The Peril Of Public Pension Funds

More

One of the mildly surprising things about the Stuyvesant Town debacle is the kinds of investors the deal attracted.  What were entities like CalPers and the Church of England doing plowing their money in along with real estate moguls like Tishman Speyer?


The answer is "looking for alpha".  Underfunded pension funds have been looking for extra return in order to make up the holes . . . and the problem is worst among public pension funds, because until recently, their accounting wasn't very good, so politicians were fond of making unfunded promises in lieu of wages.

Needless to say, public pension funds cannot necessarily afford to attract top investment talent, particularly since appointments tend to have a political as well as financial component.  They're thus vulnerable to making investments that aren't in their best interest--not just in real estate, but in things like derivatives, as Felix Salmon notes:

In reality, it's not the pension funds which are engaging in "derivatives abuse", but rather the investment bankers who sell the pension funds complex over-the-counter derivatives which make the broker lots of money and which rarely do any good for the end client. As Clavell says,

Let's assume you work at a Pennsylvania school board, or a Swiss private bank, an Australian life insurance company, a German corporate treasury, a UK Pension administrator or any one of thousands of other buyside entities, supposedly with sufficient expertise that an investment bank can classify you as a non-retail customer.

The more complex the structured product, the more opportunity for agents to extract fees at your expense...

Admitting you don't know is pure alpha; you will not claim to have any edge and this may put you off involvement in the product. If you claim you do know where the fees are, banks want you as a customer. You don't know. Really, you don't. Hang on, I hear you shouting that you're actually smarter than that, so you do know. Read carefully: Listen. Buster. You. Don't. Know.

The fees are hardly the worst part; more worrying is that many public pension funds and other public trusts are assuming risks they don't necessarily understand.  They think they're gaining alpha--higher expected value on their investments.  But often they're confusing alpha with beta, which is to say they're getting higher returns not because they're making good investments, but because they're taking on more risks.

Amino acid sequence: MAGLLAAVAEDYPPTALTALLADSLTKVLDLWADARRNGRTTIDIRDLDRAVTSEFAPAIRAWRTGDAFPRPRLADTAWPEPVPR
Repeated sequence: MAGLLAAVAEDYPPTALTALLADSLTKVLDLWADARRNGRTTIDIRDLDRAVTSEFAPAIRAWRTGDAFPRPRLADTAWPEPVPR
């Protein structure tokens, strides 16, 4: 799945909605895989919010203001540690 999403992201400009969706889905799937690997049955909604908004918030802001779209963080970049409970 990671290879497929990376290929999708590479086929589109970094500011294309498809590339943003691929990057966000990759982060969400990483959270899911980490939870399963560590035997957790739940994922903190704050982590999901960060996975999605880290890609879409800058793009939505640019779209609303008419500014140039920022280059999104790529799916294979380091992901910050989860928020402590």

I don't think I need to convince many people that high-risk, high-return investments are a bad way for public pensions to try to deal with their massive unfunded liabilities.

Felix is right that the investment bankers who push these sorts of things on public pension funds are, at the very least, doing something unsavory.  But they don't deserve all the blame.  Public pension funds shouldn't be trying to make up their deficiencies by chasing unrealistically high returns.  Of course, if politicians and their appointees had the courage to pay for the gifts they gave public employees, rather than looking for loopholes, we wouldn't be in this mess in the first place.

Jump to comments
Presented by

Megan McArdle is a columnist at Bloomberg View and a former senior editor at The Atlantic. Her new book is The Up Side of Down.

Get Today's Top Stories in Your Inbox (preview)

What Crazy Tech Idea Could Become Real?

"There could be great intelligence enhancements, like infinite memory."


Join the Discussion

After you comment, click Post. If you’re not already logged in you will be asked to log in or register. blog comments powered by Disqus

Video

A Time-Lapse of Alaska's Northern Lights

The beauty of aurora borealis, as seen from America's last frontier

Video

What Do You Wish You Learned in College?

Ivy League academics reveal their undergrad regrets

Video

Famous Movies, Reimagined

From Apocalypse Now to The Lord of the Rings, this clever video puts a new spin on Hollywood's greatest hits.

Video

What Is a City?

Cities are like nothing else on Earth.

Video

CrossFit Versus Yoga: Choose a Side

How a workout becomes a social identity

Video

In Online Dating, Everyone's a Little Bit Racist

The co-founder of OKCupid shares findings from his analysis of millions of users' data.

Writers

Up
Down

More in Business

Just In